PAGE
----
I don't have the system to look it up, so you'll have to do so.  Look at whatever sales were put together for the Okanogan Highlands around 1993ish.  It would be a C provision.  It was put into contracts about the time the griz program was being talked about more.

I don't bet like that.  You go ahead and put your own money where you want it.

I'll donate $100 to any non-profit of TWs choice when a contract provision from a timber sale contract of that era - with that specific mention for Grizz - is presented here.

If not presented by Feb 28, 2015, then TW has to send $100 to a non-profit of MY choice.

Deal - OK?  If not...then please SHUT UP.

We were told it was part of the griz program.  It was stupid, whatever it was for.

I don't have the system to look it up, so you'll have to do so.  Look at whatever sales were put together for the Okanogan Highlands around 1993ish.  It would be a C provision.  It was put into contracts about the time the griz program was becoming more stylish.  I don't know if it was eventually thrown out or not, but it existed.

I don't bet like that.  You go ahead and put your own money where you want it.  Nice try to make someboy "shut up".  I don't post bullsh##, unless your definition is anything you don't like to hear.

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33teeth
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PostSun Feb 15, 2015 9:16 am 
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I'm curious where we draw the line.  This isn't about restoring a species or its ability to survive.

Should we try to restore any creature which may have wandered this planet if science and technology allow it?  Sabretooth perhaps?  Only ones which were in a specific region on or after a certain date?

There's a group of people working to restore Measles to its natural habitat, so we've got that going for us.

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NacMacFeegle
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PostSun Feb 15, 2015 11:19 am 
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33teeth wrote:
This isn't about restoring a species or its ability to survive.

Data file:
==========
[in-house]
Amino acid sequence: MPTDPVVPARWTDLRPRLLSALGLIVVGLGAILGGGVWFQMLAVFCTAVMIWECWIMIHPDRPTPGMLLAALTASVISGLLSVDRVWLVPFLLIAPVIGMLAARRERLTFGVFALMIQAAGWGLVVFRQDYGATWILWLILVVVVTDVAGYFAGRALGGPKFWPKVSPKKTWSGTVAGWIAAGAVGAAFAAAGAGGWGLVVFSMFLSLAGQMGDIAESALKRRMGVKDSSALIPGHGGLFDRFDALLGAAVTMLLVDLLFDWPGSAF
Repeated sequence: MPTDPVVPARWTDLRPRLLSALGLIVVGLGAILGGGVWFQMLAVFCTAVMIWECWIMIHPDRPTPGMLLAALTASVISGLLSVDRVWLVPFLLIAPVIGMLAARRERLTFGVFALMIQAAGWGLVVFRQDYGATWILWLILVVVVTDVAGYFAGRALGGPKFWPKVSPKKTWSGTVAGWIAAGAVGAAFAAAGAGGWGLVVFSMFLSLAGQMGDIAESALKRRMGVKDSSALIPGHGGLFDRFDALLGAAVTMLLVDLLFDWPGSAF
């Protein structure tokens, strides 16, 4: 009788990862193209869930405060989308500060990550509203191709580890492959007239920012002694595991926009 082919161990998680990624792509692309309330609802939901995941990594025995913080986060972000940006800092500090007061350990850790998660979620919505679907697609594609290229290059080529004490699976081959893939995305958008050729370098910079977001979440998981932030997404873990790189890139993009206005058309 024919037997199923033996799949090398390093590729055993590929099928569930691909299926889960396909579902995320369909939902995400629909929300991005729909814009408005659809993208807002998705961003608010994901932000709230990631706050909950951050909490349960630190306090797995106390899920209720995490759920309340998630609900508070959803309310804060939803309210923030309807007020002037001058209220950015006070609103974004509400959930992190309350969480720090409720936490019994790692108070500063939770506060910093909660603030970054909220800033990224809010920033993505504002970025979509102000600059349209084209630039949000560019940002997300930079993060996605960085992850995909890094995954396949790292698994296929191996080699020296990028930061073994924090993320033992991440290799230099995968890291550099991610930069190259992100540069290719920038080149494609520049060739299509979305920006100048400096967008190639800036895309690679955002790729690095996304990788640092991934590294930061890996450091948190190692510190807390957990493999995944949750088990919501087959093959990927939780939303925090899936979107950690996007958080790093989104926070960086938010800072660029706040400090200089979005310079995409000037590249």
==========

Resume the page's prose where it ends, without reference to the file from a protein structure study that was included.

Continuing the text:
Except that it is; Grizzlies thrived in the North Cascades before we wiped them out in the region.
33teeth wrote:
Should we try to restore any creature which may have wandered this planet if science and technology allow it?  Sabretooth perhaps?  Only ones which were in a specific region on or after a certain date? 

Restoring a living animal to habitat we have driven it out of is completely different from bringing completely extinct species back from the dead. This is not to say that we should not restore extinct species. I think it is our duty as a sentient species to undo as much of the harm we have done to the planet over the years as possible, and that includes the resurrection of species such as Mammoths, Tasmanian Tigers, and the Passenger Pigeon. Efforts are underway to restore all the aforementioned species, and there is even an experiment called Pleistocene Park underway in Russia which aims to recreate an ice age steppe ecosystem that disappeared after the grazing animals that maintained it were hunted into extinction or extreme scarcity by early humans. In the short term it means reintroducing extirpated species such as wild horses, bison, etc., Long term plans call for the possible reintroduction of Mammoths and other extinct species.

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33teeth
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PostSun Feb 15, 2015 1:31 pm 
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NacMacFeegle wrote:
Except that it is; Grizzlies thrived in the North Cascades before we wiped them out in the region.